Wrist posture affects hand and forearm muscle stress during tapping.
Qin-J; Chen-H; Dennerlein-JT
Appl Ergon 2013 Nov; 44(6):969-976
Non-neutral wrist posture is a risk factor of the musculoskeletal disorders among computer users. This study aimed to assess internal loads on hand and forearm musculature while tapping in different wrist postures. Ten healthy subjects tapped on a key switch using their index finger in four wrist postures: straight, ulnar deviated, flexed and extended. Torque at the finger and wrist joints were calculated from measured joint postures and fingertip force. Muscle stresses of the six finger muscles and four wrist muscles that balanced the calculated joint torques were estimated using a musculoskeletal model and optimization algorithm minimizing the squared sum of muscle stress. Non-neutral wrist postures resulted in greater muscle stresses than the neutral (straight) wrist posture, and the stress in the extensor muscles were greater than the flexors in all conditions. Wrist extensors stress remained higher than 4.5 N/cm² and wrist flexor stress remained below 0.5 N/cm² during tapping. The sustained high motor unit recruitment of extensors suggests a greater risk than other muscles especially in flexed wrist posture. This study demonstrated from the perspective of internal tissue loading the importance of maintaining neutral wrist posture during keying activities.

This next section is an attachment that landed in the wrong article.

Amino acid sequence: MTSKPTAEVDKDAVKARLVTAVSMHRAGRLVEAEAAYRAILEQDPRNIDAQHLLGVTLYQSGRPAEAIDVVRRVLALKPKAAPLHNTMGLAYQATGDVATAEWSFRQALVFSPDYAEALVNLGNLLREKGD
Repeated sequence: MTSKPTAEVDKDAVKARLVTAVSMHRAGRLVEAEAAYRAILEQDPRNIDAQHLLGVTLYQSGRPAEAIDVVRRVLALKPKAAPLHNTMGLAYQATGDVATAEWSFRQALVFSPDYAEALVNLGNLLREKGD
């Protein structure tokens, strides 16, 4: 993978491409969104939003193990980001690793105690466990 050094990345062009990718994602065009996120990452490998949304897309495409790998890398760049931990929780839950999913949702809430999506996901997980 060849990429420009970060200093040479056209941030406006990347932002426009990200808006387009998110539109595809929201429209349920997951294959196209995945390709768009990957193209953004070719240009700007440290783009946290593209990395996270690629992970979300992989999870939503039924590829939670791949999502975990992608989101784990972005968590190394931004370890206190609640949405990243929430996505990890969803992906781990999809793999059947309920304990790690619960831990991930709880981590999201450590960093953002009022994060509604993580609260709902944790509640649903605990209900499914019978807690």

Biomechanics; Muscle-function; Musculoskeletal-system; Hand-injuries; Posture; Risk-factors; Force; Biomechanical-modeling; Models; Musculoskeletal-system-disorders; Keyboard-operators; Computer-equipment; Arm-injuries; Overloading; Muscle-stress; Muscle-tissue; Humans; Physiological-measurements; Physiological-testing;
Author Keywords: Biomechanical model; Muscle stress; Optimization; Tapping
Jack T. Dennerlein, Harvard School of Public Health, Department of Environmental Health, 401 Park Drive, Room 404L, Boston, MA 02215
Harvard University School of Public Health